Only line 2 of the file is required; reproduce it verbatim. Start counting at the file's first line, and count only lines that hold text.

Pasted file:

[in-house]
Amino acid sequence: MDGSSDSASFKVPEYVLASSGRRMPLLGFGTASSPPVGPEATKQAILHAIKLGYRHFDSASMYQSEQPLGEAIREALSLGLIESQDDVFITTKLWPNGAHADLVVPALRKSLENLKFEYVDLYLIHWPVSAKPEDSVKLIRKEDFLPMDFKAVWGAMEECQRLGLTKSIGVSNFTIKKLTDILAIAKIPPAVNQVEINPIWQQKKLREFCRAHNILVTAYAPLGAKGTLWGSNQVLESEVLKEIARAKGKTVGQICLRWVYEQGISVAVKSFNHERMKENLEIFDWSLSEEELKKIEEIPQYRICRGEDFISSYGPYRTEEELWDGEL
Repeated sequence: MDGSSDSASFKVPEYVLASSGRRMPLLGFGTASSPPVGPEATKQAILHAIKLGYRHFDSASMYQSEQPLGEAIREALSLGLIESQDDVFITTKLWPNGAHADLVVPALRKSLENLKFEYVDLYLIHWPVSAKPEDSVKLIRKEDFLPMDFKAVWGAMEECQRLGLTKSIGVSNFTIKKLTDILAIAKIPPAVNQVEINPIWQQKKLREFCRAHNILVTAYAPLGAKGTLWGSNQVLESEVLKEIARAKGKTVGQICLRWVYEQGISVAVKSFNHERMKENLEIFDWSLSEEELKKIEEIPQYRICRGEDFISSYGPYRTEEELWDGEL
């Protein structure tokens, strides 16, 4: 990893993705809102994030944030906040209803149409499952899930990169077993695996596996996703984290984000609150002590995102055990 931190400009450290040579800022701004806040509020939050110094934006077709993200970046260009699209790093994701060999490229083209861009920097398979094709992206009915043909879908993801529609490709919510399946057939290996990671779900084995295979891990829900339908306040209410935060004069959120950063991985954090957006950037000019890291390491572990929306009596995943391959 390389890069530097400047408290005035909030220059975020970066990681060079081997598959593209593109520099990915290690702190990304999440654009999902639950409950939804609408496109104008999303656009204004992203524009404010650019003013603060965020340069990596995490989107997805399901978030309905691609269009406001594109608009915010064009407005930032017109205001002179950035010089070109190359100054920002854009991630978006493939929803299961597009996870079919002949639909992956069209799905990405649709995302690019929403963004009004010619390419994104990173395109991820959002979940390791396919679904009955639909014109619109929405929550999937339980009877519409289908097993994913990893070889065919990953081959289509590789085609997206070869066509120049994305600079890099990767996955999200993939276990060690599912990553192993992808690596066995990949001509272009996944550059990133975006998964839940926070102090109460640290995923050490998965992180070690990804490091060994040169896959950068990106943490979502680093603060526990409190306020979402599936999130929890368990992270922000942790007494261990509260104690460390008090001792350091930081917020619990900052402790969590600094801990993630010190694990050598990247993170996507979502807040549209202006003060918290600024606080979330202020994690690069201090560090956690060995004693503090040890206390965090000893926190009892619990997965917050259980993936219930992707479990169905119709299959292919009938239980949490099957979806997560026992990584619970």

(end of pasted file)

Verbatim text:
Amino acid sequence: MDGSSDSASFKVPEYVLASSGRRMPLLGFGTASSPPVGPEATKQAILHAIKLGYRHFDSASMYQSEQPLGEAIREALSLGLIESQDDVFITTKLWPNGAHADLVVPALRKSLENLKFEYVDLYLIHWPVSAKPEDSVKLIRKEDFLPMDFKAVWGAMEECQRLGLTKSIGVSNFTIKKLTDILAIAKIPPAVNQVEINPIWQQKKLREFCRAHNILVTAYAPLGAKGTLWGSNQVLESEVLKEIARAKGKTVGQICLRWVYEQGISVAVKSFNHERMKENLEIFDWSLSEEELKKIEEIPQYRICRGEDFISSYGPYRTEEELWDGEL